The Personal Data Protection Bill 2019 UPSC [Summary]

The Personal Data Protection Bill 2019 UPSC

The Personal Data Protection Bill 2019 (PDP Bill 2019) was tabled in the Indian Parliament by the Ministry of Electronics and Information Technology on 11 December, 2019. As of March, 2020 the Bill is being analyzed by a Joint Parliamentary Committee (JPC) in consultation with experts and stakeholders. The JPC, which was set up in December, 2019, is headed by BJP Member of Parliament (MP) Meenakshi Lekhi. While the JPC was tasked with a short deadline to finalize the draft law before the Budget Session of 2020, it has sought more time to study the Bill and consult stakeholders.

The Bill covers mechanisms for protection of personal data and proposes the setting up of a Data Protection Authority of India for the same. Some key provisions the 2019 Bill provides for which the 2018 draft Bill did not, such as that the Central government can exempt any government agency from the Bill and the Right to Be Forgotten, have been included. Following are the main provisions of the bill :

● The Bill removes the requirement of data mirroring (in the case of personal data). Only individual consent for data transfer abroad is required.

● The Bill requires sensitive personal data to be stored only in India. It can be processed abroad only under certain conditions including approval of a Data Protection Agency (DPA).

● Critical personal data must be stored and processed in India.

● The Bill mandates fiduciaries to provide the government any non-personal data when demanded.

● The Bill also requires social media companies, which are deemed significant data fiduciaries based on factors such as volume and sensitivity of data, to develop their own user verification mechanism.

● The Bill includes exemptions for processing data without an individual’s consent for ‘reasonable purposes’, including the security of the state, detection of any unlawful activity or fraud, whistleblowing, medical emergencies, credit scoring, operation of search engines and processing of publicly available data.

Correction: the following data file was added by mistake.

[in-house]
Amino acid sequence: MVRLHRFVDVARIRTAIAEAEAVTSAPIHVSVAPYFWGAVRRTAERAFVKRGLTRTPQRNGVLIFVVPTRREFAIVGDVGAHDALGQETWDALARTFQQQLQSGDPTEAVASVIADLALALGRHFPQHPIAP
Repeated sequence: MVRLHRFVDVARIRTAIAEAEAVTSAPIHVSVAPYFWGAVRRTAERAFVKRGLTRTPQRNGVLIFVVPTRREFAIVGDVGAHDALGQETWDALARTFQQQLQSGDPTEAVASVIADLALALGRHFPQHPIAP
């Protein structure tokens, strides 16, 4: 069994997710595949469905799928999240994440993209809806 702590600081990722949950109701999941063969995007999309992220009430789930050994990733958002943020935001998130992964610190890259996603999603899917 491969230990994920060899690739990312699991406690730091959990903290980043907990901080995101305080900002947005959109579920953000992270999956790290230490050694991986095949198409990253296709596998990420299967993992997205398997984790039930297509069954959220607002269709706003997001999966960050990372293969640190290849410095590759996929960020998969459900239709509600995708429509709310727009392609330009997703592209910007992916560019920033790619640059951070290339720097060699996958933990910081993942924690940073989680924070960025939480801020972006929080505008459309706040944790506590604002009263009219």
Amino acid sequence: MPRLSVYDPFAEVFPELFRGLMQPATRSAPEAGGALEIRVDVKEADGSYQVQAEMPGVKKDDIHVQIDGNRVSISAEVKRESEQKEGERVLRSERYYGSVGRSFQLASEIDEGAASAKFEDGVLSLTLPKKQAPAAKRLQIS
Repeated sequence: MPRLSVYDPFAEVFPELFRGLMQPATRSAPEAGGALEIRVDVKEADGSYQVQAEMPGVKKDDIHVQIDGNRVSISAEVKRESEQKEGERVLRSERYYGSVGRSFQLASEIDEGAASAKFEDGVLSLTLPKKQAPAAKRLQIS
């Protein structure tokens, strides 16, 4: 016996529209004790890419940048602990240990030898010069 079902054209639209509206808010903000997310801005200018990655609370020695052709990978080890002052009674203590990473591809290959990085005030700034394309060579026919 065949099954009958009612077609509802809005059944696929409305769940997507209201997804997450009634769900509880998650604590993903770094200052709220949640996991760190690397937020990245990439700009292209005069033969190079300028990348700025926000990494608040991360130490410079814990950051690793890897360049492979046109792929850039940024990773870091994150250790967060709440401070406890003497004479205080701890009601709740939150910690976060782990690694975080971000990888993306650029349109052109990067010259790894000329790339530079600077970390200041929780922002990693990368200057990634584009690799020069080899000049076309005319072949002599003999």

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● Each company will have a Data Protection Officer (DPO) who will liaison with the DPA for auditing, grievance redressal, recording maintenance and more. 

● The Bill calls for the creation of an independent regulator Data Protection Authority, which will oversee assessments and audits and definition making.

● The Bill stated the penalties as : Rs. 5 crores or 2 percent of worldwide turnover for minor violations and Rs. 15 crores or 4 percent of total worldwide turnover for more serious violations.

● Finally, it legislates on the right to be forgotten. With historical roots in European Union law, General Data Protection Regulation (GDPR), this right allows an individual to remove consent for data collection and disclosure.

● It also grants individuals the right to data portability and the ability to access and transfer one’s own data. It also grants individuals the right to data portability, and the ability to access and transfer one’s own data.

● The Bill proposes limitation’ ‘Purpose and ‘Collection limitation’ clause, which limit the collection of data to what is needed for ‘clear, specific, and lawful’ purposes.

Positive Aspects of the Data Protection Bill 2019

● Data localisation can help law-enforcement agencies access data for investigations and enforcement.

● A strong data protection legislation will also help to enforce data sovereignty.

● Data localisation will also increase the ability of the Indian government to tax Internet giants.

● Social media is being used to spread fake news, which has resulted in lynchings, national security threats, which can now be monitored, checked and prevented in time.

● Instances of cyber-attacks and surveillance will be checked. 

Negative Aspects of the Data Protection Bill 2019

● Many contend that the physical location of the data is not relevant in the cyber world. Even if the data is stored in the country, the encryption keys may still be out of reach of national agencies.

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● National security or reasonable purposes are open-ended terms; this may lead to intrusion of the state into the private lives of citizens.

● Technology giants like Facebook and Google have criticised the protectionist policy on data protection (data localisation).

● Protectionist regime suppresses the values of a globalised, competitive internet marketplace, where costs and speeds determine information flows rather than nationalistic borders. 

● Also, it may backfire on India’s own young startups that are attempting global growth, or on larger firms that process foreign data in India.

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